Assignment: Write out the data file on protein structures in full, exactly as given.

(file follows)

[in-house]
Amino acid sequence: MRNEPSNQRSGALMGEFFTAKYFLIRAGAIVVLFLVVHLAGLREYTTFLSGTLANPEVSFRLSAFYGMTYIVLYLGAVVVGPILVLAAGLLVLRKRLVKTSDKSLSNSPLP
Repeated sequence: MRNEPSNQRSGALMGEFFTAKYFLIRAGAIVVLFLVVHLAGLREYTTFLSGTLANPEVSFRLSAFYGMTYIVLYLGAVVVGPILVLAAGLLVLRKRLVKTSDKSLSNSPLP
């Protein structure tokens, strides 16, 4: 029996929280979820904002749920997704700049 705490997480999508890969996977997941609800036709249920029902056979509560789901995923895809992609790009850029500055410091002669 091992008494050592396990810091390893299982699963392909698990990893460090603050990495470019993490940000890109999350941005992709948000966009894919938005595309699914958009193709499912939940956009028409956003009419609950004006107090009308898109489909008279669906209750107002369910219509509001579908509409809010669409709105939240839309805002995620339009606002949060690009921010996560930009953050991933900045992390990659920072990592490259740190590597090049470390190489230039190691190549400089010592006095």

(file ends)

[in-house]
Amino acid sequence: MRNEPSNQRSGALMGEFFTAKYFLIRAGAIVVLFLVVHLAGLREYTTFLSGTLANPEVSFRLSAFYGMTYIVLYLGAVVVGPILVLAAGLLVLRKRLVKTSDKSLSNSPLP
Repeated sequence: MRNEPSNQRSGALMGEFFTAKYFLIRAGAIVVLFLVVHLAGLREYTTFLSGTLANPEVSFRLSAFYGMTYIVLYLGAVVVGPILVLAAGLLVLRKRLVKTSDKSLSNSPLP
């Protein structure tokens, strides 16, 4: 029996929280979820904002749920997704700049 705490997480999508890969996977997941609800036709249920029902056979509560789901995923895809992609790009850029500055410091002669 091992008494050592396990810091390893299982699963392909698990990893460090603050990495470019993490940000890109999350941005992709948000966009894919938005595309699914958009193709499912939940956009028409956003009419609950004006107090009308898109489909008279669906209750107002369910219509509001579908509409809010669409709105939240839309805002995620339009606002949060690009921010996560930009953050991933900045992390990659920072990592490259740190590597090049470390190489230039190691190549400089010592006095």